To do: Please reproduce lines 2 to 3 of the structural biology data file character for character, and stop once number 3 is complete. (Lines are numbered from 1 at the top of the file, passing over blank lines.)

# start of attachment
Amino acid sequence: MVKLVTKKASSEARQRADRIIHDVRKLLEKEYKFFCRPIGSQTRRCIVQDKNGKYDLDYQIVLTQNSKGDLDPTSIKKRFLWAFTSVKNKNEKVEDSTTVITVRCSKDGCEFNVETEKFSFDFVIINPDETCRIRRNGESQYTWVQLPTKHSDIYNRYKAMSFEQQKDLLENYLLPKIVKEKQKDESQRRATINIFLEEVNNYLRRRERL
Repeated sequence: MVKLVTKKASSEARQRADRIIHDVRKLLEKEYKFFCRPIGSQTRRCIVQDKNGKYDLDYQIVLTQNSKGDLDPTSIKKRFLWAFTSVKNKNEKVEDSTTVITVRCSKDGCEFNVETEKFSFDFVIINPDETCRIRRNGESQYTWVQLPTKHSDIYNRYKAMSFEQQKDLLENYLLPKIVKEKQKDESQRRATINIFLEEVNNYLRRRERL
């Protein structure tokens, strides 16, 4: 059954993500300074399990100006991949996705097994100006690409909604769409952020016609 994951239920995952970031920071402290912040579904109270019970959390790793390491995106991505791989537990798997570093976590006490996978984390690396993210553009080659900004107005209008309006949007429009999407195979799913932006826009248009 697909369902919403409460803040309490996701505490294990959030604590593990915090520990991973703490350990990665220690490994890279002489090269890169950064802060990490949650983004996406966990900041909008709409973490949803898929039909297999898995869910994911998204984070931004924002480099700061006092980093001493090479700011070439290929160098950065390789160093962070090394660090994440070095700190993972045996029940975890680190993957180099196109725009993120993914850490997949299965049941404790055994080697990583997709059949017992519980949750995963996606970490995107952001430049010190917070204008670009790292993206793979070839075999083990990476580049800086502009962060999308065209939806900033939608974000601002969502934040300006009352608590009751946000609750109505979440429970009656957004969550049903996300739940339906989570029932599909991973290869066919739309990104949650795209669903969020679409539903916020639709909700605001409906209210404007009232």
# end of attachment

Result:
Repeated sequence: MVKLVTKKASSEARQRADRIIHDVRKLLEKEYKFFCRPIGSQTRRCIVQDKNGKYDLDYQIVLTQNSKGDLDPTSIKKRFLWAFTSVKNKNEKVEDSTTVITVRCSKDGCEFNVETEKFSFDFVIINPDETCRIRRNGESQYTWVQLPTKHSDIYNRYKAMSFEQQKDLLENYLLPKIVKEKQKDESQRRATINIFLEEVNNYLRRRERL
């Protein structure tokens, strides 16, 4: 059954993500300074399990100006991949996705097994100006690409909604769409952020016609 994951239920995952970031920071402290912040579904109270019970959390790793390491995106991505791989537990798997570093976590006490996978984390690396993210553009080659900004107005209008309006949007429009999407195979799913932006826009248009 697909369902919403409460803040309490996701505490294990959030604590593990915090520990991973703490350990990665220690490994890279002489090269890169950064802060990490949650983004996406966990900041909008709409973490949803898929039909297999898995869910994911998204984070931004924002480099700061006092980093001493090479700011070439290929160098950065390789160093962070090394660090994440070095700190993972045996029940975890680190993957180099196109725009993120993914850490997949299965049941404790055994080697990583997709059949017992519980949750995963996606970490995107952001430049010190917070204008670009790292993206793979070839075999083990990476580049800086502009962060999308065209939806900033939608974000601002969502934040300006009352608590009751946000609750109505979440429970009656957004969550049903996300739940339906989570029932599909991973290869066919739309990104949650795209669903969020679409539903916020639709909700605001409906209210404007009232």